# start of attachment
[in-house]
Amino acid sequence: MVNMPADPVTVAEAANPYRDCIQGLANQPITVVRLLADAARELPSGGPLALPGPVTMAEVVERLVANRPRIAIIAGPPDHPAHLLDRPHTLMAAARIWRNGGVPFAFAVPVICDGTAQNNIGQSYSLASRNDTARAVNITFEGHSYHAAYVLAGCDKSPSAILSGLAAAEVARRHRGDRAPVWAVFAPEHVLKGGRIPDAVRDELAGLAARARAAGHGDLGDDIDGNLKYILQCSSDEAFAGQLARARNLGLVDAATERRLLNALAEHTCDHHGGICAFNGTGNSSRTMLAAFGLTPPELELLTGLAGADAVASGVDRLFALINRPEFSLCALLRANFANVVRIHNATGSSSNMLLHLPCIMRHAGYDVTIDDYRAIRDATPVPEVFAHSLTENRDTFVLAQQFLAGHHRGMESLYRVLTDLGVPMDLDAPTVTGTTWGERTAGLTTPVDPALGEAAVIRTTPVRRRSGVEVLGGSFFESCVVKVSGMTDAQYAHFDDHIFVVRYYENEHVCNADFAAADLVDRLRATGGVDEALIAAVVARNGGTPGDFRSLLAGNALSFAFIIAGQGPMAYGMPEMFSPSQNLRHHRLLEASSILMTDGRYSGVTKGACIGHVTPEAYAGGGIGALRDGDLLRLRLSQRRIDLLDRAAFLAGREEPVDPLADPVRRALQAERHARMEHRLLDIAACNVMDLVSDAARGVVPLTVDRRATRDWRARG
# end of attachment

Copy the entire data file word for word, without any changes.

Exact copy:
[in-house]
Amino acid sequence: MVNMPADPVTVAEAANPYRDCIQGLANQPITVVRLLADAARELPSGGPLALPGPVTMAEVVERLVANRPRIAIIAGPPDHPAHLLDRPHTLMAAARIWRNGGVPFAFAVPVICDGTAQNNIGQSYSLASRNDTARAVNITFEGHSYHAAYVLAGCDKSPSAILSGLAAAEVARRHRGDRAPVWAVFAPEHVLKGGRIPDAVRDELAGLAARARAAGHGDLGDDIDGNLKYILQCSSDEAFAGQLARARNLGLVDAATERRLLNALAEHTCDHHGGICAFNGTGNSSRTMLAAFGLTPPELELLTGLAGADAVASGVDRLFALINRPEFSLCALLRANFANVVRIHNATGSSSNMLLHLPCIMRHAGYDVTIDDYRAIRDATPVPEVFAHSLTENRDTFVLAQQFLAGHHRGMESLYRVLTDLGVPMDLDAPTVTGTTWGERTAGLTTPVDPALGEAAVIRTTPVRRRSGVEVLGGSFFESCVVKVSGMTDAQYAHFDDHIFVVRYYENEHVCNADFAAADLVDRLRATGGVDEALIAAVVARNGGTPGDFRSLLAGNALSFAFIIAGQGPMAYGMPEMFSPSQNLRHHRLLEASSILMTDGRYSGVTKGACIGHVTPEAYAGGGIGALRDGDLLRLRLSQRRIDLLDRAAFLAGREEPVDPLADPVRRALQAERHARMEHRLLDIAACNVMDLVSDAARGVVPLTVDRRATRDWRARG